I've been wondering how to do "true" (semi) real-time data streaming with PHP.

Possible applications: chat rooms, auctions, games, etc.

By "true", I mean the data is not just written somewhere and polled continuously, but actually streaming to the client somehow.

By "semi", I mean it's okay if only the stream from the server to the client is real-time, and messages from the client to the server are not.

For the communication between the client and server, I'd like to stick with plain HTTP (AJAX) rather than some other protocol.

Streaming to the client with HTTP is possible by manually flushing the output buffer.

The question is what to connect that script to on the server-side?

And once it's connected, to do a blocking read, rather than polling for changes.

The shared memory (shmop) extension would work, but it's not cross-platform.

Perhaps memcached would work? But I'm not sure if there's a way to do a blocking read, so it comes down to polling again - although I'm sure memcached is pretty fast, I just don't like the idea of continuous polling.

Any ideas?

  • I don't mean push - I'm looking for some way to open a stream/pipe/port/channel/something on the server-side and write to it, and any other script currently connected to that stream/thing can read from it in blocking mode, and then write results to a continuously running HTTP request and flush. – mindplay.dk Dec 22 '10 at 13:01

PHP is not well suited for implementing realtime data streaming. PHP is very slow, and is not designed to build multi-threaded applications. You'd be better off implementing a full blown socket server in a language like Python or Java.

That said, I would highly recommend checking out NodeJS: http://nodejs.org/

It uses an asynchronous event based model for I/O, instead of having threads block in an event loop. NodeJS servers are written in Javascript. NodeJS is fast, scales, and has a low learning curve.

Clients would connect to a NodeJS HTTP server using long polling Ajax requests. PHP could connect to NodeJS directly and push notifications. Or PHP could write to a message queue, or database, memcache etc, and NodeJS would poll those data stores for updates, and send new messages to clients.

You would possibly need to write your own daemon to serve as a go between from NodeJS to MySQL, memcached, etc. when polling for updates. NodeJS would keep a socket open with a daemon process. The daemon process would poll data stores for updates, and send the updates to NodeJS. A NodeJS HTTP server would then send those updates to clients.

See this tutorial for implementing a realtime Twitter stream: http://net.tutsplus.com/tutorials/javascript-ajax/learning-serverside-javascript-with-node-js/

  • 1
    this is exactly what node.js is for – JohnO Jan 11 '11 at 4:20
  • 7
    You're wrong about PHP being slow. But I have to agree, it was probably not designed for parallel/multi-threaded applications of this type. Answer accepted. – mindplay.dk Jan 11 '11 at 15:09
  • nodejs is not single threaded rickgaribay.net/archive/2012/01/28/… – mindplay.dk May 30 '13 at 12:55
  • 2
    +1 on the "wrong about PHP being slow". It's not. It does have limitations around threading and it's definitely not tailored to persistent connections, but it's not slow. – DougW Aug 25 '14 at 20:11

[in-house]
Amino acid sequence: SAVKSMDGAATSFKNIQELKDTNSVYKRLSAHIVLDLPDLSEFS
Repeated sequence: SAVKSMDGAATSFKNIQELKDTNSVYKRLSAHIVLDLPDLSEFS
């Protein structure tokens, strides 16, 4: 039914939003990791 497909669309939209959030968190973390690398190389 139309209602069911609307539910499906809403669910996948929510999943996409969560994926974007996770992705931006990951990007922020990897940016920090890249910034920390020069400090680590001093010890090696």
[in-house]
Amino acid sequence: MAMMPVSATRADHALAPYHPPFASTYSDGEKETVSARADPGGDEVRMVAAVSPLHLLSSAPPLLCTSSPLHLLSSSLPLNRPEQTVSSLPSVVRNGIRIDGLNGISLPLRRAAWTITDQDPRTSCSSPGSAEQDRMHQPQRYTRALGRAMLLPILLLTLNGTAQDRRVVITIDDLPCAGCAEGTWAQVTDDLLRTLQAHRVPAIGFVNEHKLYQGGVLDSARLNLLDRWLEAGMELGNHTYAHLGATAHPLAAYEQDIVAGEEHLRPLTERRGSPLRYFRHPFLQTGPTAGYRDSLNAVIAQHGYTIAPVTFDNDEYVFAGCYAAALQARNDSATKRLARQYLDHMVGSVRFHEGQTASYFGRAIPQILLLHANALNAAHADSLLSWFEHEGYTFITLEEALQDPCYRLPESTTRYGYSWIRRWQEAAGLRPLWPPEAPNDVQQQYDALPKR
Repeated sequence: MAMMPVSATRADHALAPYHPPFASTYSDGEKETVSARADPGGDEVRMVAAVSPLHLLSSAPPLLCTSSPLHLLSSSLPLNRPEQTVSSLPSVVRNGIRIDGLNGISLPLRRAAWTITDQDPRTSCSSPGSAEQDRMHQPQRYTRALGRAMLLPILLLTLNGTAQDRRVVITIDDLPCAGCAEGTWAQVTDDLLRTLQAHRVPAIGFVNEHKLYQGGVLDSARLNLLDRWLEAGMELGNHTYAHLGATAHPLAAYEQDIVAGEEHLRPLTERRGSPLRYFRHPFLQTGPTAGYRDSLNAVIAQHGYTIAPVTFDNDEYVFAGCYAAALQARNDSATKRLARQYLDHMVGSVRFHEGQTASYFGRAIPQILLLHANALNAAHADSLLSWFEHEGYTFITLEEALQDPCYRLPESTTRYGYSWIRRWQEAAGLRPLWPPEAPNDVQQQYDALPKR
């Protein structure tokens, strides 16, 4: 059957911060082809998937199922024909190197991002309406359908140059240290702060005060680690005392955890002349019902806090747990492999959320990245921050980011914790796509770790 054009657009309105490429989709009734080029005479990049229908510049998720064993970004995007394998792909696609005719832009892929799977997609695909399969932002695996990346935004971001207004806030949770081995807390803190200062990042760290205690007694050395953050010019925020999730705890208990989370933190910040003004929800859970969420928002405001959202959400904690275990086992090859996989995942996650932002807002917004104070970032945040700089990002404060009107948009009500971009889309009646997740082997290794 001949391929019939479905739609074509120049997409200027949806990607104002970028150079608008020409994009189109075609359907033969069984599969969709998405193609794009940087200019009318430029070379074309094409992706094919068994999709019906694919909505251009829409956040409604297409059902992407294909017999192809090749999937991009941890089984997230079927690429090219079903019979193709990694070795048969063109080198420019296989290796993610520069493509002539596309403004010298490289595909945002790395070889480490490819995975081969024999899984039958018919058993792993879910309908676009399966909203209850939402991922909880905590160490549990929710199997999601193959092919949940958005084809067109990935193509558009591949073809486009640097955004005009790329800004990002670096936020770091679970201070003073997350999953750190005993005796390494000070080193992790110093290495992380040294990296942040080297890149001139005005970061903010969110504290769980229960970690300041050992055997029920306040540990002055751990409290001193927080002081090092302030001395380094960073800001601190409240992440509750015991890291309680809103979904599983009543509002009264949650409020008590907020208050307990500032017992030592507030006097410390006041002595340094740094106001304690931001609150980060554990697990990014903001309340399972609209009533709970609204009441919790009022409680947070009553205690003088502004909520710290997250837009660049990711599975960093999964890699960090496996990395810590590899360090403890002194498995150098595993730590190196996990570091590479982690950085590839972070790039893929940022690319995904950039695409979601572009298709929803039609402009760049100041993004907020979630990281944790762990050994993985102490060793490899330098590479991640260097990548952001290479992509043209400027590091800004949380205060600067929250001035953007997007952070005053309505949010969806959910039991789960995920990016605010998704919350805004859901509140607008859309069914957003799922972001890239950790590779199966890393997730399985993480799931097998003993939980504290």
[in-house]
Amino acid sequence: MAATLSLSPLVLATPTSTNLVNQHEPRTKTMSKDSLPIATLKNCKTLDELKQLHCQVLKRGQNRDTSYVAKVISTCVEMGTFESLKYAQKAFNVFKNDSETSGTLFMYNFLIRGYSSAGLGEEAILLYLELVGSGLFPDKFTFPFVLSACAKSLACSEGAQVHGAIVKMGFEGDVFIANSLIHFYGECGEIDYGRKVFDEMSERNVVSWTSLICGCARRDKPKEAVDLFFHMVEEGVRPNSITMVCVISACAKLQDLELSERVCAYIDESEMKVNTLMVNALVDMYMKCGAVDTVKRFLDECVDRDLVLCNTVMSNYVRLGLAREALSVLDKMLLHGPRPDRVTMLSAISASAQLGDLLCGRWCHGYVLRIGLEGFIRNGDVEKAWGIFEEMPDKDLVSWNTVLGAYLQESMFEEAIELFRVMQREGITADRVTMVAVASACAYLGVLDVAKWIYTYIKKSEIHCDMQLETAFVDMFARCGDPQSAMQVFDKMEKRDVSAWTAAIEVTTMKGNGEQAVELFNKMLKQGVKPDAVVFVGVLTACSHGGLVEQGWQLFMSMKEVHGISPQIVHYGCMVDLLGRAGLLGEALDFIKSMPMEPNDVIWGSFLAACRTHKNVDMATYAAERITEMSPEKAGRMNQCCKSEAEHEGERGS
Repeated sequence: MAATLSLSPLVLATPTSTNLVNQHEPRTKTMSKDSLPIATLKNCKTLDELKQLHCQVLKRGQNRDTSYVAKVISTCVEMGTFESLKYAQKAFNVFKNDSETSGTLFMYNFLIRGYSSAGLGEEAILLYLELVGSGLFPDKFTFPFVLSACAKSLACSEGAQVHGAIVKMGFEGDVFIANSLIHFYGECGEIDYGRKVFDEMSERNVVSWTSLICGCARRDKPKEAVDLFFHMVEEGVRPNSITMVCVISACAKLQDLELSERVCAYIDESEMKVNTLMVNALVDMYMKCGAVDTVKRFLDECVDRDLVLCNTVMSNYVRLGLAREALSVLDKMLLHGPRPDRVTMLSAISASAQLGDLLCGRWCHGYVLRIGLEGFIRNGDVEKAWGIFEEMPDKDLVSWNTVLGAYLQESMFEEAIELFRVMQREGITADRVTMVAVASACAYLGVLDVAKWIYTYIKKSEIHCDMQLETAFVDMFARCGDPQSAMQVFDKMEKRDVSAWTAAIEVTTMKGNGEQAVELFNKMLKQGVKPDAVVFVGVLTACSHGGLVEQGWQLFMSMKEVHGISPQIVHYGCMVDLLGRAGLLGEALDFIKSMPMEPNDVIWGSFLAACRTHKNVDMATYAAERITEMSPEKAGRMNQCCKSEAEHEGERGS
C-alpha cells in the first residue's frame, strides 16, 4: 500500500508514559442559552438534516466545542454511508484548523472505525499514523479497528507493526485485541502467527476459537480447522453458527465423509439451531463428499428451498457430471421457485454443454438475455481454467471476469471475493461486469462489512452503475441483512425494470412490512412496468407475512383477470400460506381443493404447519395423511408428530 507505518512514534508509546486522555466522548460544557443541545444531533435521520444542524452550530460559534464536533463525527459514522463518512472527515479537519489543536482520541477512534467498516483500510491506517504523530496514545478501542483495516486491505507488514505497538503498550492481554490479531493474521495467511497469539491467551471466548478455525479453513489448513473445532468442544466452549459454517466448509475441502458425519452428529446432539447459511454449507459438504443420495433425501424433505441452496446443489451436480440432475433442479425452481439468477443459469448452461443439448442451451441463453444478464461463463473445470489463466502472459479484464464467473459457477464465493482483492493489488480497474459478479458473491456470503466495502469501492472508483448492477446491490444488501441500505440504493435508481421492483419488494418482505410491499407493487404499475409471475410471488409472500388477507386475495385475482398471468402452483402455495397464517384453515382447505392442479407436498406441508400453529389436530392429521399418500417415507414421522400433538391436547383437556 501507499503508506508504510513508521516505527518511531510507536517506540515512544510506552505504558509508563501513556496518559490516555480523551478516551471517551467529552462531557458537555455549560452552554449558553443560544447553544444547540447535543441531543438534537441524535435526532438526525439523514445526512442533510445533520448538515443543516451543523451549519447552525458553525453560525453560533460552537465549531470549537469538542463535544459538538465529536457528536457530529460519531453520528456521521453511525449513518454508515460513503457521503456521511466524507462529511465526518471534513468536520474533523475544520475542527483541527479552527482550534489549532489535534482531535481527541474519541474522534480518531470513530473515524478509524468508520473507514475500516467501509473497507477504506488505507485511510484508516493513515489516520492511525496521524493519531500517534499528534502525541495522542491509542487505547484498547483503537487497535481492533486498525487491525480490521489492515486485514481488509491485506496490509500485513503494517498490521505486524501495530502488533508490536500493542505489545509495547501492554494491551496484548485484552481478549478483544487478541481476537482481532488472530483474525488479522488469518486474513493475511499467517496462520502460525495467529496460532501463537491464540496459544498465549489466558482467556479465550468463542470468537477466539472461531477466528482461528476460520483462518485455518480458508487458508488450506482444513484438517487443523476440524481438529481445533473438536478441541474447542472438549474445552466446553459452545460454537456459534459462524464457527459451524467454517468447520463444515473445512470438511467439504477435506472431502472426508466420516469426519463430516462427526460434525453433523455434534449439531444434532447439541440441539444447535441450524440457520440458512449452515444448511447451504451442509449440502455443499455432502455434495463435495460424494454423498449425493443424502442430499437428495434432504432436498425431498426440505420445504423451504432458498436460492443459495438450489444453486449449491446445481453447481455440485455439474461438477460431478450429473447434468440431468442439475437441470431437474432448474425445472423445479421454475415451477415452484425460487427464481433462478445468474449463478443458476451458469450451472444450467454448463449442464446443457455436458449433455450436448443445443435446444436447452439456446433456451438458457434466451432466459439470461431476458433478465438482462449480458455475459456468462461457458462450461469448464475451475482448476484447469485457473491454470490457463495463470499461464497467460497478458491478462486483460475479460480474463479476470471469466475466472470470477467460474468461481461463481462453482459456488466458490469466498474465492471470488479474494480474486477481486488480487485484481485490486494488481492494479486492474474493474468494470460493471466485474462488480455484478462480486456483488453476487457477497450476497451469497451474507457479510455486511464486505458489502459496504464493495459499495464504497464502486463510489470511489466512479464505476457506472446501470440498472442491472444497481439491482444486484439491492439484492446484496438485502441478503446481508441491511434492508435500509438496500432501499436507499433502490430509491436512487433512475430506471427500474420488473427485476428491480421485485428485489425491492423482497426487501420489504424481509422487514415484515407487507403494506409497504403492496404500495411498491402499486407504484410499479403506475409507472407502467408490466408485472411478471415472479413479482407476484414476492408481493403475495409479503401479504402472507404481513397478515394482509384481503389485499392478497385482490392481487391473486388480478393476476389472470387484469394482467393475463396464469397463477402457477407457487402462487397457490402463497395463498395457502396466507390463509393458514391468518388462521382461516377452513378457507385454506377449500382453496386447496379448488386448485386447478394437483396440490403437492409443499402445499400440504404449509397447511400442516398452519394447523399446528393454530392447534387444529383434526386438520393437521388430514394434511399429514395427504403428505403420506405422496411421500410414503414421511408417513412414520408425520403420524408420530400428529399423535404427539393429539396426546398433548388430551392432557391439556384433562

• Look at the date of the post. PHP is certainly slower than Java, Python, and JS in V8. And was even more so back in 2011. – Simian Aug 31 '14 at 5:19

If you're using HTML and Javascript, then you want WebSockets. If it's Flash or anything else, then normal TCP sockets.

The idea for either is that you run a server file (written in PHP), that waits for connections. Once it's connected to one or more clients, data can be pushed both ways. There are a few PHP WebSocket projects out there. Check out this:


There's also a framework called Skeleton that I've been contributing to that has a WebSocket server library built in. Still in the unstable stages, though.


Unfortunately, WebSockets are still a new technology, so they're not supported universally. As @Christian mentioned, you may want to use the Socket.IO library.

  • 1
    I recently came across Ratchet - a very nice, clean, simple implementation of a web-sockets server in PHP. – mindplay.dk Jul 25 '12 at 14:03
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    I take that back - Ratchet is a nice idea, but PHP as such is unsuitable for real-time applications as a socket server - this article explains why. – mindplay.dk May 30 '13 at 12:57

If you want to communicate between PHP and another language (for instance a C++ application) you might want to look into Apache Thrift (http://thrift.apache.org/). Apache Thrift is widely used at Facebook for "scalable cross-language services development".

Edit: I would probably use Apache Thrift to communicate with a Twisted application listening on port 80 and have the browsers connect to the Twisted application using either long polling or a websocket. You might want to also look into Socket.IO, it's a cross-browser web socket implementation which is made for realtime applications.

Basically you would have your application push to your Twisted web server using Thrift and you would then pass the message to any open connections.

  • Christian
  • I'm not convinced it's worth the effort - PHP simply was not designed for this sort of task. It was designed with the HTTP life cycle in mind: a stateless request/response model. NodeJS is a much safer bet for real-time/socket applications, and the language barrier is not so bad now, with all the great languages that compile to JavaScript and simply use Node/V8 as a VM. – mindplay.dk May 30 '13 at 13:01

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